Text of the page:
– Anon
    May 16, 2023 at 0:20
  • 1
    $\begingroup$ @Anon One can prove that $a$ is integral if and only if its monic irreducible has integer coefficients. $\endgroup$ May 16, 2023 at 0:56

Let's assume that $n$ is squarefree. I think it would be best to explore this without using knowledge of the answer. You want to find the integers in $\mathbf Q(\sqrt n)$. These are elements which satisfy a quadratic with integer coefficients. Every element looks like $a + b\sqrt{n}$ for some $a, b \in \mathbf Q$.

Recall that the conjugate of this element will be $a - b\sqrt n$. So it certainly satisfies \[ (X - a - b\sqrt n)(X - a + b\sqrt n) = X^2 - 2aX + a^2 - nb^2. \] You need the coefficients $-2a$ and $a^2 - nb^2$ to lie in $\mathbf Z$. (You might recognize these as the trace and norm.) If this is the case, then as $(2a)^2 - n(2b)^2$ is an integer (divisible by $4$) and $n$ is squarefree, it follows that $2b \in \mathbf Z$ as well.

At this point, it makes sense to work mod $4$: we know that this last expression vanishes there, and the only squares are $0$ and $1$. For example, if $n \equiv 2$ then $(2a)^2$ and $(2b)^2$ must both be congruent to $0$, and it follows that $a$ and $b$ are in $\mathbf Z$.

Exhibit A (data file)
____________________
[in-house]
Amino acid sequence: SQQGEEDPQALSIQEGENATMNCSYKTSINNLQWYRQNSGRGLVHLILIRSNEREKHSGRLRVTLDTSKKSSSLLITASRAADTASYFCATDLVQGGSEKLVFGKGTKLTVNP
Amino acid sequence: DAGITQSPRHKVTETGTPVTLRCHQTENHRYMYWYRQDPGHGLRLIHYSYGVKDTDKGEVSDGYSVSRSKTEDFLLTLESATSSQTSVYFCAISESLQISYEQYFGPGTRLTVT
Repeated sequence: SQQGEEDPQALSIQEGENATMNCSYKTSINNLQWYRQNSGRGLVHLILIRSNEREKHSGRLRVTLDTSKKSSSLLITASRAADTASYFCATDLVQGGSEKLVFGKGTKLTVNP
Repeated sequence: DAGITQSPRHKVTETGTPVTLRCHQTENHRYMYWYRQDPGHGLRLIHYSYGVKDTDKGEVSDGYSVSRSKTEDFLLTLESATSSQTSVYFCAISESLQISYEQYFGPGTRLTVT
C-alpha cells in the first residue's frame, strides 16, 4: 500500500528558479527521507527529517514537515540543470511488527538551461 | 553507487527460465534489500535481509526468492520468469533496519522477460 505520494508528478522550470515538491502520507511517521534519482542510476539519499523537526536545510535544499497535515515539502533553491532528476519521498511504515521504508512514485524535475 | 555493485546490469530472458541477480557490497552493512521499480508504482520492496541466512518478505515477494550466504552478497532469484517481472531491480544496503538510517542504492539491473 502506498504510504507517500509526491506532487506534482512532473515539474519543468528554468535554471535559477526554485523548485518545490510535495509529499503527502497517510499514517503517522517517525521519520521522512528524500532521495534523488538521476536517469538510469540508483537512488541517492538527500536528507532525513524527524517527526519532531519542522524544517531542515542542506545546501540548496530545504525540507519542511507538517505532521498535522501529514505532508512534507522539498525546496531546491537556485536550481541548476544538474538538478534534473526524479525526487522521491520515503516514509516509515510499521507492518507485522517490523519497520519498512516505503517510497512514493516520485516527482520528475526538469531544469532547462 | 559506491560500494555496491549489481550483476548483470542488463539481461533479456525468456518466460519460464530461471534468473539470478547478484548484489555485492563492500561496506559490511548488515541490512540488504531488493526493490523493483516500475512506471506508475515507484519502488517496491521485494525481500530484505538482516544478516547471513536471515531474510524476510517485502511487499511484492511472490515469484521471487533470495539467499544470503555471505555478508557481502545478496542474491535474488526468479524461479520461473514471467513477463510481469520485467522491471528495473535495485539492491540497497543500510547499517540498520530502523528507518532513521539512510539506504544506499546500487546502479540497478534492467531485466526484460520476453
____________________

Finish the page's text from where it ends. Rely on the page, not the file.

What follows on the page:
• $\begingroup$ Thank you Dylan, I get that $(2a)^2-n(2b)^2$ is an integer, but why does that imply $2b$ is an integer? I only conclude $n(2b)^2$ is an integer. After that, I understand the rest of the argument. $\endgroup$
    – yunone
    Jan 20, 2012 at 6:41
  • 1
    $\begingroup$ @yunone Well, anything in the denominator of $(2b)^2$ would be a square, and hence can't be canceled by $n$. Does that make sense? $\endgroup$ Jan 20, 2012 at 14:13
  • $\begingroup$ Oh yes, that's clear now. Thanks. $\endgroup$
    – yunone
    Jan 21, 2012 at 22:06
  • 6
    $\begingroup$ Why do you need those coefficients to be in $\mathbb{Z}$? Why can´t $a-b \sqrt{n}$ be the root of another polynomial? $\endgroup$ Apr 29, 2014 at 16:37
  • 2
    $\begingroup$ Why does an integral element only need to “satisfy a quadratic” here? If $i\in ℚ[\sqrt{n}]$ being integral over $ℤ$ only means that there is some monic polynomial in $ℤ[x]$ that has $i$ as root. I know that the minimal polynomial of $i$ in $ℚ[x]$ must be of degree two by dimensionality, but the associated polynomial in $ℤ[x]$ (by multiplying with the common denominator of the coefficients) need not be monic anymore. What am I missing? $\endgroup$ Mar 4, 2020 at 16:01